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Bibi comes to London.

In April, Nigerian publisher Cassava Republic proudly announced their arrival on the London literary scene with a stunning launch party. Novelist Zukiswa Wanner talked to Cassava's founder, Bibi Bakare-Yusuf about her latest venture and the future of African literature.

NA: Congratulations to you and your team on launching Cassava Republic in London, a mere ten years after you started in Nigeria. Who are Cassava Republic and how much work did you have to put in to get to where you are now?

BBY: Jeremy Weate and I began Cassava Republic Press in 2006 without business or publishing experience, just passion and a desire to see African stories written and owned by Africans. Inspirational figures in publishing such as Margaret Busby, co-founder of Allison & Busby, were our guide. The first five years were the toughest, with sleepless nights, expensive mistakes, reading and replying to all manuscript submissions, handling editorial, publicity, marketing and production--and learning about [more] maritime issues than I care to know. We also had the support of my sisters and my mother who played active roles in the company, especially in finance and administration, as well as experienced freelancers. It was so intense and unrelenting for so many years, that any stress in the setting up of the UK office simply cannot compare. Ten years later, there are six of us in the company including Emma Shercliff, who recently joined as director of sales. The intensity and the brand equity we have built over time has made it a bit easier to enter the UK market.

NA: Is Cassava Republic's move to London a signal of the reversal of the back-to-Africa optimism of a decade ago? How successful is Cassava commercially in Nigeria and West Africa?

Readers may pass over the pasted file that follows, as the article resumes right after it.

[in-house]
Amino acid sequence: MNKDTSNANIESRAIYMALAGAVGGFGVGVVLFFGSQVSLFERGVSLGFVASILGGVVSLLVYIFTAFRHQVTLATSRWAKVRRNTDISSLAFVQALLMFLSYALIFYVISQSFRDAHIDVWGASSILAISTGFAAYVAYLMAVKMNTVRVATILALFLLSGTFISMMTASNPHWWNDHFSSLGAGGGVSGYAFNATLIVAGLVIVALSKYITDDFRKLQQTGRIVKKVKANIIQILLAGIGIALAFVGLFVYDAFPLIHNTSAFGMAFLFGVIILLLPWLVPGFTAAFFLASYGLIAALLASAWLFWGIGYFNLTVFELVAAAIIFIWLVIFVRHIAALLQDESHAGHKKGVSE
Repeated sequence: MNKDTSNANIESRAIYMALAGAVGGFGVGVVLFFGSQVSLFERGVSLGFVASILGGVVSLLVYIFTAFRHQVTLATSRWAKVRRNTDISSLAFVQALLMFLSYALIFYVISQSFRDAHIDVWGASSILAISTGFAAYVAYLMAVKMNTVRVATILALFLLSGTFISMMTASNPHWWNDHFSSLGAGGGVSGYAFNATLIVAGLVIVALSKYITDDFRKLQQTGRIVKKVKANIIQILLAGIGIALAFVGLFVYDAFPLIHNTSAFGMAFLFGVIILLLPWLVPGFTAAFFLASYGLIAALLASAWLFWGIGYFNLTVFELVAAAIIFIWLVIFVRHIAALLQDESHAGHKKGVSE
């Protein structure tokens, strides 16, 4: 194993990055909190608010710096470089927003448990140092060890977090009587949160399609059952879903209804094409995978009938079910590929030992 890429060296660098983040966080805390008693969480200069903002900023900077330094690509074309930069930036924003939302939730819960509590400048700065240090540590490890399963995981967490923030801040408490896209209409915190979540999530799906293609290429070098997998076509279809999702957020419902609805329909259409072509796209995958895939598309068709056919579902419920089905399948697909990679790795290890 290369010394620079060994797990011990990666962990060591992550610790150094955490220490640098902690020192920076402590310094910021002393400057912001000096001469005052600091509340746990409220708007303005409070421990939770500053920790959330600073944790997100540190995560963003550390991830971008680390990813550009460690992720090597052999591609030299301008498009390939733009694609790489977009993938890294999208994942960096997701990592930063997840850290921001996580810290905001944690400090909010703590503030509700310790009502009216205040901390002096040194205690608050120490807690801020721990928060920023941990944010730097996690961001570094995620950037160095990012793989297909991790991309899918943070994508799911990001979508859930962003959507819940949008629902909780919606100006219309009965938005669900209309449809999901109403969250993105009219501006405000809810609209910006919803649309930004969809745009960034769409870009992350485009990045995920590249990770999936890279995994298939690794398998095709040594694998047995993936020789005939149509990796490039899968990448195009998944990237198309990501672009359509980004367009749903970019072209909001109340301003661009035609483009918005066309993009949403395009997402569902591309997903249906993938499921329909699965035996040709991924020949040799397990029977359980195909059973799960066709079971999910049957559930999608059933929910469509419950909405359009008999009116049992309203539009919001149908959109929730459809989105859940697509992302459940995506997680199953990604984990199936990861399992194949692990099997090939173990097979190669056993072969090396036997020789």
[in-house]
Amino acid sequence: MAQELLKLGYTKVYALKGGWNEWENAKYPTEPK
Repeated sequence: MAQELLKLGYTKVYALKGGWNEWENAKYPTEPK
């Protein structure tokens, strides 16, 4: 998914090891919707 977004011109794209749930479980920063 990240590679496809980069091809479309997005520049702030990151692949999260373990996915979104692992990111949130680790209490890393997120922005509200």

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BBY: We have not moved to London. We have simply expanded into a new market. The UK office is a subsidiary of Cassava Republic Nigeria, not a separate company. Africa is still at the heart of our business. We believe that Africa is still going to be the biggest market for literature in the world. The move to London is not to privilege the UK. Rather, it is to give us easier access to other African markets and to the rest of the world. Our commercial success in Nigeria has given us the confidence and resources to expand into different markets.

NA: Does your entry into the English market mean that readers in England and in Europe will be able to access Cassava Republic authors in English bookstores across Europe?

BBY: Yes. Our entry into the UK market means that our books are now available from bookshops in the UK and Europe. We have signed up with a distribution and sales and marketing agency which markets our books to bookshops in the UK and across Europe. Our books are also available for purchase from UK sites such as www.wordery.com, http://www.waterstones.com/, http://www.foyles.co.uk/ and of course our website, www.cassavarepublic.biz

We are also expanding our distribution into other African countries, using the UK as a base because it is cheaper. For example, our books will be distributed in South Africa by PanMacmillan.

NA: What challenges do publishers experience in the African market?